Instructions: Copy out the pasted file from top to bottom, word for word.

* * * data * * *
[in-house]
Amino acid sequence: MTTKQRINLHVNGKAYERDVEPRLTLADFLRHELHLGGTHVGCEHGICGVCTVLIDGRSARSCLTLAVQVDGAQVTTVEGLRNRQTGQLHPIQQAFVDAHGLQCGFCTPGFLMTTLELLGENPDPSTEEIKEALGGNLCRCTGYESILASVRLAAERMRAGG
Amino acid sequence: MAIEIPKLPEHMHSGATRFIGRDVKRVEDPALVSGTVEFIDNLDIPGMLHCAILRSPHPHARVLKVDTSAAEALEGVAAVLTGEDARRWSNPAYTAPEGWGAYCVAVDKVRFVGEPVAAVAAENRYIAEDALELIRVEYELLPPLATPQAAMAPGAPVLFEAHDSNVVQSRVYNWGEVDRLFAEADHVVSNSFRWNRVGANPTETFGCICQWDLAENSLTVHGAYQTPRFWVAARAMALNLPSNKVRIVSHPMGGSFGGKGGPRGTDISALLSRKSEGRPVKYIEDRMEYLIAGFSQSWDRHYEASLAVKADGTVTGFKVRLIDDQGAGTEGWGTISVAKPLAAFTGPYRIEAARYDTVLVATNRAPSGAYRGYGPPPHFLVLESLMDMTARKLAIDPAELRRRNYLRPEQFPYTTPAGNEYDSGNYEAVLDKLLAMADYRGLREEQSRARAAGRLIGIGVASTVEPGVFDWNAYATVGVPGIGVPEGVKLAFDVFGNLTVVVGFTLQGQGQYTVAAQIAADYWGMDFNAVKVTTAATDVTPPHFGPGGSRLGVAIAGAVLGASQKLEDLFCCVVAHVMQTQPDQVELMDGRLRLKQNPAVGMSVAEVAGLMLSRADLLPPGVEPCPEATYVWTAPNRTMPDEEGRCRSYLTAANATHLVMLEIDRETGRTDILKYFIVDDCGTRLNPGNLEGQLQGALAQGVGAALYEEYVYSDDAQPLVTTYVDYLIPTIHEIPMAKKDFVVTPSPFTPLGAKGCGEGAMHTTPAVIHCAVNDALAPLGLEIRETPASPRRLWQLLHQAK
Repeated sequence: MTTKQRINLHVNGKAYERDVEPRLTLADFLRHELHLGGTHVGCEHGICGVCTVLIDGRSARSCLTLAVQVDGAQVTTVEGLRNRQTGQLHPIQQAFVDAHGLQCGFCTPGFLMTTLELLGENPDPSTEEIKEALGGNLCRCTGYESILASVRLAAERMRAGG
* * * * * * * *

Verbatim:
[in-house]
Amino acid sequence: MTTKQRINLHVNGKAYERDVEPRLTLADFLRHELHLGGTHVGCEHGICGVCTVLIDGRSARSCLTLAVQVDGAQVTTVEGLRNRQTGQLHPIQQAFVDAHGLQCGFCTPGFLMTTLELLGENPDPSTEEIKEALGGNLCRCTGYESILASVRLAAERMRAGG
Amino acid sequence: MAIEIPKLPEHMHSGATRFIGRDVKRVEDPALVSGTVEFIDNLDIPGMLHCAILRSPHPHARVLKVDTSAAEALEGVAAVLTGEDARRWSNPAYTAPEGWGAYCVAVDKVRFVGEPVAAVAAENRYIAEDALELIRVEYELLPPLATPQAAMAPGAPVLFEAHDSNVVQSRVYNWGEVDRLFAEADHVVSNSFRWNRVGANPTETFGCICQWDLAENSLTVHGAYQTPRFWVAARAMALNLPSNKVRIVSHPMGGSFGGKGGPRGTDISALLSRKSEGRPVKYIEDRMEYLIAGFSQSWDRHYEASLAVKADGTVTGFKVRLIDDQGAGTEGWGTISVAKPLAAFTGPYRIEAARYDTVLVATNRAPSGAYRGYGPPPHFLVLESLMDMTARKLAIDPAELRRRNYLRPEQFPYTTPAGNEYDSGNYEAVLDKLLAMADYRGLREEQSRARAAGRLIGIGVASTVEPGVFDWNAYATVGVPGIGVPEGVKLAFDVFGNLTVVVGFTLQGQGQYTVAAQIAADYWGMDFNAVKVTTAATDVTPPHFGPGGSRLGVAIAGAVLGASQKLEDLFCCVVAHVMQTQPDQVELMDGRLRLKQNPAVGMSVAEVAGLMLSRADLLPPGVEPCPEATYVWTAPNRTMPDEEGRCRSYLTAANATHLVMLEIDRETGRTDILKYFIVDDCGTRLNPGNLEGQLQGALAQGVGAALYEEYVYSDDAQPLVTTYVDYLIPTIHEIPMAKKDFVVTPSPFTPLGAKGCGEGAMHTTPAVIHCAVNDALAPLGLEIRETPASPRRLWQLLHQAK
Repeated sequence: MTTKQRINLHVNGKAYERDVEPRLTLADFLRHELHLGGTHVGCEHGICGVCTVLIDGRSARSCLTLAVQVDGAQVTTVEGLRNRQTGQLHPIQQAFVDAHGLQCGFCTPGFLMTTLELLGENPDPSTEEIKEALGGNLCRCTGYESILASVRLAAERMRAGG